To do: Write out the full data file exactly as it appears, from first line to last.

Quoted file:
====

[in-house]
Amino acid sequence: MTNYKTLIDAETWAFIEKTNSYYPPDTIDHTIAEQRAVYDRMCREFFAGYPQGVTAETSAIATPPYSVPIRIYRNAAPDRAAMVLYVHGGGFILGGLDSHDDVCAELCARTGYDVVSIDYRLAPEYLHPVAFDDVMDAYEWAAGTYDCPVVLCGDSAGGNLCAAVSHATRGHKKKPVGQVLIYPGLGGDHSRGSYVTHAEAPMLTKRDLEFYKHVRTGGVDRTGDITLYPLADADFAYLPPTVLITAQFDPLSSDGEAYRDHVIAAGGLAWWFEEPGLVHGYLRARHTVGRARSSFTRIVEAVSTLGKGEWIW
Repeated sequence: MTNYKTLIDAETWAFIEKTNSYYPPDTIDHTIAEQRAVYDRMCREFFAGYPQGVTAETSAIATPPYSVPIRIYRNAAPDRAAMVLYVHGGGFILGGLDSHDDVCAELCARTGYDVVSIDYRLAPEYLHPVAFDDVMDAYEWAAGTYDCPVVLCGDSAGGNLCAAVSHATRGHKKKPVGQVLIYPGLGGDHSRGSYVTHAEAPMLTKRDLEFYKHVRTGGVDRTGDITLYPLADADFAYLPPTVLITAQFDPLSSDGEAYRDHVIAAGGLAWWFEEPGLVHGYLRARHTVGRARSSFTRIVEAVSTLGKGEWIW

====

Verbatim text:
[in-house]
Amino acid sequence: MTNYKTLIDAETWAFIEKTNSYYPPDTIDHTIAEQRAVYDRMCREFFAGYPQGVTAETSAIATPPYSVPIRIYRNAAPDRAAMVLYVHGGGFILGGLDSHDDVCAELCARTGYDVVSIDYRLAPEYLHPVAFDDVMDAYEWAAGTYDCPVVLCGDSAGGNLCAAVSHATRGHKKKPVGQVLIYPGLGGDHSRGSYVTHAEAPMLTKRDLEFYKHVRTGGVDRTGDITLYPLADADFAYLPPTVLITAQFDPLSSDGEAYRDHVIAAGGLAWWFEEPGLVHGYLRARHTVGRARSSFTRIVEAVSTLGKGEWIW
Repeated sequence: MTNYKTLIDAETWAFIEKTNSYYPPDTIDHTIAEQRAVYDRMCREFFAGYPQGVTAETSAIATPPYSVPIRIYRNAAPDRAAMVLYVHGGGFILGGLDSHDDVCAELCARTGYDVVSIDYRLAPEYLHPVAFDDVMDAYEWAAGTYDCPVVLCGDSAGGNLCAAVSHATRGHKKKPVGQVLIYPGLGGDHSRGSYVTHAEAPMLTKRDLEFYKHVRTGGVDRTGDITLYPLADADFAYLPPTVLITAQFDPLSSDGEAYRDHVIAAGGLAWWFEEPGLVHGYLRARHTVGRARSSFTRIVEAVSTLGKGEWIW